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We investigate the properties of a metric between two distributions, the Earth Mover's Distance (EMD), for content-based image retrieval. The EMD is based on the minimal cost that must be paid to transform one distribution into the other, in a precise sense, and was first proposed for certain vision problems by Peleg, Werman, and Rom. For image retrieval,(More)
Received Abstract Inferring scene geometry and camera motion from a stream of images is possible in principle, but is an ill-conditioned problem when the objects are distant with respect to their size. We have developed a factorization method that can overcome this difficulty by recovering shape and motion under orthography without computing depth as an(More)
No feature-based vision system can work unless good features can be identiied and tracked from frame to frame. Although tracking itself is by and large a solved problem, selecting features that can be tracked well and correspond to physical points in the world is still hard. We propose a feature selection criterion that is optimal by construction because it(More)
Bilateral filtering smooths images while preserving edges, by means of a nonlinear combination of nearby image values. The method is noniterative, local, and simple. It combines gray levels or colors based on both their geometric closeness and their photometric similarity, and prefers near values to distant values in both domain and range. In contrast with(More)
We introduce a new distance between two distributions that we call the Earth Mover's Distance (EMD), which reflects the minimal amount of work that must be performed to transform one distribution into the other by moving " distribution mass " around. This is a special case of the transportation problem from linear optimization, for which efficient(More)
The factorization method described in this series of reports requires an algorithm to track the motion of features in an image stream. Given the small inter-frame displacement made possible by the factorization approach, the best tracking method turns out to be the one proposed by Lucas and Kanade in 1981. The method defines the measure of match between(More)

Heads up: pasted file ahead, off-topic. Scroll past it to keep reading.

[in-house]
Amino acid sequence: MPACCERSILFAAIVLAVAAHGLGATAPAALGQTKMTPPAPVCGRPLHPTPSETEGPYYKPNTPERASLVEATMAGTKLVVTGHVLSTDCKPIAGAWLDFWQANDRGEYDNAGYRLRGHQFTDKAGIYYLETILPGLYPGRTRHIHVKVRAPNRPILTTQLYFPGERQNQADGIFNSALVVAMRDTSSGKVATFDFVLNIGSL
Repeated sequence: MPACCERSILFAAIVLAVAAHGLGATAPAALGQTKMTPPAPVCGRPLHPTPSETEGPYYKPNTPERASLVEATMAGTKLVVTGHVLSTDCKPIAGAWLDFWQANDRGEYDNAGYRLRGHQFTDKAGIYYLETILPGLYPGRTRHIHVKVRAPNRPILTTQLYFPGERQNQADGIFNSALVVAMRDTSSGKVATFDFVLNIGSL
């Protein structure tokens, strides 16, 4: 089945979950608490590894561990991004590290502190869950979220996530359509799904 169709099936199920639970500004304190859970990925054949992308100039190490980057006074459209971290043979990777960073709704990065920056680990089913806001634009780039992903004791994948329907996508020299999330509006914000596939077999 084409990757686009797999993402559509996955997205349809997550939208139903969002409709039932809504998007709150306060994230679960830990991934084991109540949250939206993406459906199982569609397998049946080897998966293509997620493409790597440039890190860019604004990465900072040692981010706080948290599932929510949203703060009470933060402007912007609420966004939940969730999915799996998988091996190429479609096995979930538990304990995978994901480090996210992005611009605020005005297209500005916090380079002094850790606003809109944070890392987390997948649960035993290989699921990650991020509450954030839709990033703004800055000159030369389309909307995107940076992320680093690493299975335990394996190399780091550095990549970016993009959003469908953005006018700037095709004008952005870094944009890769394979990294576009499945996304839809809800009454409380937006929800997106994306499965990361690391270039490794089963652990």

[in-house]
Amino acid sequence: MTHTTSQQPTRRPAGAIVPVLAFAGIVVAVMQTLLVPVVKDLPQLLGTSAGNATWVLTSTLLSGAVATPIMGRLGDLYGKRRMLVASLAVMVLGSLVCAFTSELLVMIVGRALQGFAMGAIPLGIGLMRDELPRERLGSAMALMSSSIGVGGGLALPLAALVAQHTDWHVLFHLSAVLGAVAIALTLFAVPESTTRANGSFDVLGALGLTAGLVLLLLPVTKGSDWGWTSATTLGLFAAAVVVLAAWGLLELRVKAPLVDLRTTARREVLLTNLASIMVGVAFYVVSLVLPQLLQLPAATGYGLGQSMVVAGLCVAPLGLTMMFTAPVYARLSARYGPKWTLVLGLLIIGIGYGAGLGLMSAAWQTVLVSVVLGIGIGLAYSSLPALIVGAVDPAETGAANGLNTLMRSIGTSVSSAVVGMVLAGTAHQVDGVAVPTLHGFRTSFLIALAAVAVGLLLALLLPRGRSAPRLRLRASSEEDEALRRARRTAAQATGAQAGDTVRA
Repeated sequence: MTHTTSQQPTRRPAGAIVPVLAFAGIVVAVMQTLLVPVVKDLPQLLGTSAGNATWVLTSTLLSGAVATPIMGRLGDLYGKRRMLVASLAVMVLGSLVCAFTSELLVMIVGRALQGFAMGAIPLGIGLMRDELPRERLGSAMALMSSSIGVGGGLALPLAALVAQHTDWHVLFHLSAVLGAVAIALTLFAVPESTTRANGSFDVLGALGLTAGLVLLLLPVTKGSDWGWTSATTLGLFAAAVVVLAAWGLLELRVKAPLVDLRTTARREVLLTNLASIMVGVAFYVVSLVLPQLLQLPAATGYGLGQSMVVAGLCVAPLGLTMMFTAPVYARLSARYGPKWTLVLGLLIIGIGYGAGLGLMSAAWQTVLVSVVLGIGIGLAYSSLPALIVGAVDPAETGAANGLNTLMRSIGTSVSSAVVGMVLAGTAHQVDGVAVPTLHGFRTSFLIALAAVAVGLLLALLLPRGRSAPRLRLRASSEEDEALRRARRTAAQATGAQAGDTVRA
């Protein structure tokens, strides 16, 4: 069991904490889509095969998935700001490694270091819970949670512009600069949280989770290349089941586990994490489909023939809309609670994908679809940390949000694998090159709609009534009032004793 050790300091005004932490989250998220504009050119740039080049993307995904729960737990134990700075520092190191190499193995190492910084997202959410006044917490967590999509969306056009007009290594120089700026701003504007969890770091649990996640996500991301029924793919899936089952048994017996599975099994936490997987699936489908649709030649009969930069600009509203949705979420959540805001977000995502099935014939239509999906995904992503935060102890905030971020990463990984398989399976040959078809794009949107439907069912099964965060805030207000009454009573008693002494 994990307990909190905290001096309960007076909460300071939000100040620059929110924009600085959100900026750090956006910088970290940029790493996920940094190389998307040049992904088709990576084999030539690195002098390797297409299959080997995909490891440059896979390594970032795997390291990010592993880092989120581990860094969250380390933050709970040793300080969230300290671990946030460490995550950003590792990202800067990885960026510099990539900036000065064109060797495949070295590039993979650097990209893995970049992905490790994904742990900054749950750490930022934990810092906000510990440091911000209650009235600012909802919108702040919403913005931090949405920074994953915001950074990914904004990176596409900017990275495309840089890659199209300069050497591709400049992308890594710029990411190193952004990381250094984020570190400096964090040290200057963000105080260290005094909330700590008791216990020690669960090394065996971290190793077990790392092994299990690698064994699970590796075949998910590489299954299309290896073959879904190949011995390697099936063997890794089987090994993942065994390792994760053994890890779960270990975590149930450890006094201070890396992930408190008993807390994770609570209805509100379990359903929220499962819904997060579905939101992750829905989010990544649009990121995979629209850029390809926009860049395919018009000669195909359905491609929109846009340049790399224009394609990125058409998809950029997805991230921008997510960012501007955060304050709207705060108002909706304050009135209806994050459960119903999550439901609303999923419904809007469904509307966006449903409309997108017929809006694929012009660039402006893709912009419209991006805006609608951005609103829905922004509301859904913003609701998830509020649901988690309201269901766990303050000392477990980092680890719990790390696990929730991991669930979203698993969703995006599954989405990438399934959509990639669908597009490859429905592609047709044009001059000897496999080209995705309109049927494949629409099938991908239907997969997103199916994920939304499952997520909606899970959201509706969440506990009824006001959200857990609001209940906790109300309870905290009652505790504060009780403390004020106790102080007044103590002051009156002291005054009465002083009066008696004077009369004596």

This paper empirically compares nine image dis-similarity measures that are based on distributions of color and texture features summarizing over 1,000 CPU hours of computational experiments. Ground truth is collected via a novel random sampling scheme for color, and via an image partitioning method for texture. Quantitative performance evaluations are(More)
—Because of image sampling, traditional measures of pixel dissimilarity can assign a large value to two corresponding pixels in a stereo pair, even in the absence of noise and other degrading effects. We propose a measure of dissimilarity that is provably insensitive to sampling because it uses the linearly interpolated intensity functions surrounding the(More)
ÐFor over 30 years researchers in computer vision have been proposing new methods for performing low-level vision tasks such as detecting edges and corners. One key element shared by most methods is that they represent local image neighborhoods as constant in color or intensity with deviations modeled as noise. Due to computational considerations that(More)
This report describes a two-pass binocular stereo algorithm that is specifically geared towards the detection of depth discontinuities. In the rst pass, introduced in part I of the report, stereo matching is performed independently on each epipolar pair for maximum eeciency. In the second pass, described in part II, disparity information is propagated(More)